Salmond faces demand for plan for oil revenue drop


Alex Salmond faced opposition demands to explain whether he would raise taxes or cut spending to deal with a drop in oil revenues, during first minister's questions on 13 March 2014.

The size of Scotland's public spending deficit has risen to more than £12 billion in 2012-13, according to the latest Scottish government estimates.

The figure includes a geographical share of North Sea oil income, which fell in that year.

The Scottish Labour leader Johann Lamont said the estimated £4bn drop in oil and gas money was equal to spending on schools, while the overall £12bn deficit was equal to all health spending.

"If Scotland were independent, how would the first minister cope with this revenue drop? By cutting services or raising taxes?" Ms Lamont asked at the start of the weekly questions session.

The first minister said: "Johann Lamont knows that over the last five years, or indeed over the last 30 years, then the answer is that Scotland has been in the stronger fiscal position relative to the United Kingdom."

He later accused Ms Lamont of using "miserable, doom-laden" arguments in the chamber.

Scottish Conservative leader Ruth Davidson said Scotland currently has the support of the whole of the UK to keep the oil industry going.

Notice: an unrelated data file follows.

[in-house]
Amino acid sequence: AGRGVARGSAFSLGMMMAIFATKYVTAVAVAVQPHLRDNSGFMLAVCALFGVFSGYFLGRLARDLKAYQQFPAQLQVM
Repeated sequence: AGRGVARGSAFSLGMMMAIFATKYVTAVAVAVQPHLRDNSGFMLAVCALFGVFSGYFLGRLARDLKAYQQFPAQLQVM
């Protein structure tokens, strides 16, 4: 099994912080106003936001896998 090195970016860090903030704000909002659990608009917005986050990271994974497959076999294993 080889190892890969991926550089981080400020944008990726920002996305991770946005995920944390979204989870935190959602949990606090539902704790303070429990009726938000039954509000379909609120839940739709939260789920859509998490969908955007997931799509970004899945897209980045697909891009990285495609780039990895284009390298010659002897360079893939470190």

"Yesterday we found out that annual oil revenues dropped by 44%, leaving a £4.5bn black hole. This is the price of funding every school in Scotland.

"But that black hole did not affect Scotland's public spending, because as part of the UK, we can absorb these shocks."

The first minister replied: "The North Sea industry has been supporting the UK Government for the last 30 years.

"How come it is such a huge advantage for the UK but such a huge burden for an independent Scotland?"

Scottish Liberal Democrat leader Willie Rennie said the GERS figures showed the "stability of the broad-based UK economy" compared with the "volatility of Scottish finances".

"One year's problem on oil means £4 billion would need to be found from somewhere. Instead of searching for a crumb of comfort, why won't the First Minister answer the questions he has been dodging... which taxes would go up and which services would be cut?"

Mr Salmond said: "Even with the £4bn fall in oil revenues, the current budget balance for Scotland and the UK were virtually identical.

"What made the difference was an almost 1% greater increase in capital investment in Scotland."

We apologise for the intermittent pink flashes in the video.

Copyright © 2017 BBC. The BBC is not responsible for the content of external sites. Read more.

This page is best viewed in an up-to-date web browser with style sheets (CSS) enabled. While you will be able to view the content of this page in your current browser, you will not be able to get the full visual experience. Please consider upgrading your browser software or enabling style sheets (CSS) if you are able to do so.